Automatic 340 shutter operation

Discussion in 'Instant Cameras, Backs and Film' started by fencer, Nov 25, 2013.

  1. fencer

    fencer Member

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    Hi all,

    Recently I came across an old Polaroid Automatic 340 camera. Couldn't resist and now it's mine. I have absolutely no experience with Polaroids, though.
    Now, to the point: Trying to resurrect the camera I replaced the old Everready 531 battery with 3 x 1.5V button cells. The shutter began to work, but it behaves strange - when I cock it and press the button, it remains open until I release the button. Does it mean my Polaroid is broken? Maybe I should just tweak with the settings?

    Any advice would be appreciated.
     
  2. Terry Christian

    Terry Christian Subscriber

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    What kind of light are you in? When the batteries are working, holding the button down will allow the camera's shutter to stay open as long or as short as it needs to, given the lighting conditions and the set film's ISO (75/100 or 3000).

    The Film Photography Project has posted several videos on YouTube featuring how to refurbish and operate Polaroid Land Cameras.
     
  3. fencer

    fencer Member

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    I'm indoors under a 100-Watt bulb.
     
  4. alienmeatsack

    alienmeatsack Member

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    Like Terry said, the shutter will stay open based on three things...


    • Amount of light you are aiming at
    • ISO setting (3000/75 ISO aka Black and White/Color)
    • Brightness selector setting

    There should be 2 clicks. First is that shutter cock lever popping back up as soon as you push the shutter button. Even if there are no batteries, or they are dead, you should get the first click regardless.

    Second click should be anywhere from moments later to a while later depending on the above. What I would do is aim the camera at a bright light source, make sure it's set to 3000 (no film in it) and set the brightness adjustment to the standard setting. Then cock the shutter and fire, holding until the 2nd click is heard. Make a note of the time it took. Then, aim the camera somewhat away from the light and repeat the process. The shutter length should increase depending on the change in the light.

    Also, make sure to hold the shutter down until you hear that second click, even if it takes a while. If you never hear it, it's the batteries or insides that aren't working. if it just takes a while, it's an exposure issue most likely.

    You can also open the back and look through the opening to see the shutter open and close and try both ISO settings to see if they make any difference to narrow down the issue.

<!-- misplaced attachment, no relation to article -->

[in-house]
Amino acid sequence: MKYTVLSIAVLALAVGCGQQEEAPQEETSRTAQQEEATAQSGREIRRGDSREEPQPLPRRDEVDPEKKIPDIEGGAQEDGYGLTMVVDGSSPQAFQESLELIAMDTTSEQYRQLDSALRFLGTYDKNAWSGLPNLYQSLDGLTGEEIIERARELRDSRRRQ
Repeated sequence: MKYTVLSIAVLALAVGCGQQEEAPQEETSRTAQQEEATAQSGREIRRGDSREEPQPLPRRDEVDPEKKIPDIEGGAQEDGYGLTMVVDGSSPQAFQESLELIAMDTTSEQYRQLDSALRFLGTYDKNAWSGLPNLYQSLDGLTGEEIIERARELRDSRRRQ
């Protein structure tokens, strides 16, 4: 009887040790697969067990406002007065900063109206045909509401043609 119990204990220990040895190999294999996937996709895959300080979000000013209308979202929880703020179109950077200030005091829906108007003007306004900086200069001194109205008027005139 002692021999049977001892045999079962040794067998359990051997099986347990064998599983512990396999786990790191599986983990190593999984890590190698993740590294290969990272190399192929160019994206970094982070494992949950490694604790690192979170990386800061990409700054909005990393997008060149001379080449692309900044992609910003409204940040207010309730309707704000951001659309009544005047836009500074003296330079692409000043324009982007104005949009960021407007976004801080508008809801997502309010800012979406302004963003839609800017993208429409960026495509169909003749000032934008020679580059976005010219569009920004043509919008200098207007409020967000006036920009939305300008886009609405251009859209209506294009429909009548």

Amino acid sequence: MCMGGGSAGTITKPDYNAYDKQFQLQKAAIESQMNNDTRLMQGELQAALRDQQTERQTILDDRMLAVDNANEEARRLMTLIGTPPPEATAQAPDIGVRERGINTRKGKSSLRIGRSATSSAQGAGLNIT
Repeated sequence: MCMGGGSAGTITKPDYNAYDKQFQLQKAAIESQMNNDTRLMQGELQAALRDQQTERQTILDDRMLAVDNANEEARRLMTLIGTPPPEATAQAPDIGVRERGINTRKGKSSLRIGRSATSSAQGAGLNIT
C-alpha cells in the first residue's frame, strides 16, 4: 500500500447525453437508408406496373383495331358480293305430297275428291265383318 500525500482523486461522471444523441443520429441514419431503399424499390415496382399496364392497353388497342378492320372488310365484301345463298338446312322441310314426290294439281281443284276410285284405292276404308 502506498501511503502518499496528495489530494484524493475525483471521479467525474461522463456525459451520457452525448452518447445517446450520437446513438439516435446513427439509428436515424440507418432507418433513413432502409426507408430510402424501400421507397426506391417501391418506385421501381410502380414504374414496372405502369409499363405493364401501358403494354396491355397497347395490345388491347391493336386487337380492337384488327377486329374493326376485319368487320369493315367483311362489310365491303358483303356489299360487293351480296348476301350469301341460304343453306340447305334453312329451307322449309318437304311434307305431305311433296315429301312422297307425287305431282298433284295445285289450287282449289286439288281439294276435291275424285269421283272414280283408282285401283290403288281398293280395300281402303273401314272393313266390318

5. fencer

    fencer Member

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    Guys, thank you both. You've been very helpful.

    I played with the controls, but with no luck. Then I went to check my makeshift replacement battery and found out there was no proper contact and the camera was not getting power every time.
    Solved this and now it works just fantastic. Hopefully there won't be any more problems. Time to get some packfilm!
     
  6. Terry Christian

    Terry Christian Subscriber

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    Great to hear, Fencer!
    I have a 420, and I cut enough of the battery compartment "guts" out to hold a 4-AAA battery holder from Radio Shack that I rewired to take 3 AAA rather than 4.

    Another simple test you can do to check your batteries is to hold the camera up to a light and hold your finger over the electric eye. Hold down the shutter button. If your batteries are good, you shouldn't hear the second click until you uncover the electric eye.
     
  7. alienmeatsack

    alienmeatsack Member

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    Excellent to hear! Glad it was as simple as fixing the battery contacts. Now you can get to the task of taking some lovely photos with that camera. :D

    Stock up on your FP3000b while you can find it, and grab as much FP100c as you can afford and get busy taking fun photos :D
     
  8. xya

    xya Member

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    button cells are not strong enough, you need proper batteries. however 3v are sufficient, even for the oldest 100 versions. it has been tested quite often, it works. so either get a battery converter ready made on a big auction site or put 2 AA or AAA batteries together and enjoy your camera.
     
  9. fencer

    fencer Member

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    What you mean by "not strong enough"?

    Insufficient capacity or currrent?

    I've been thinking of utilizing an empty shell of the original 531 battery and maybe I could work around this problem by stuffing inside 6 cells with proper wiring.
     
  10. xya

    xya Member

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  11. fencer

    fencer Member

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    Well, if you say so... I think I'm gonna give a 3-volt battery a try.

    Thanks!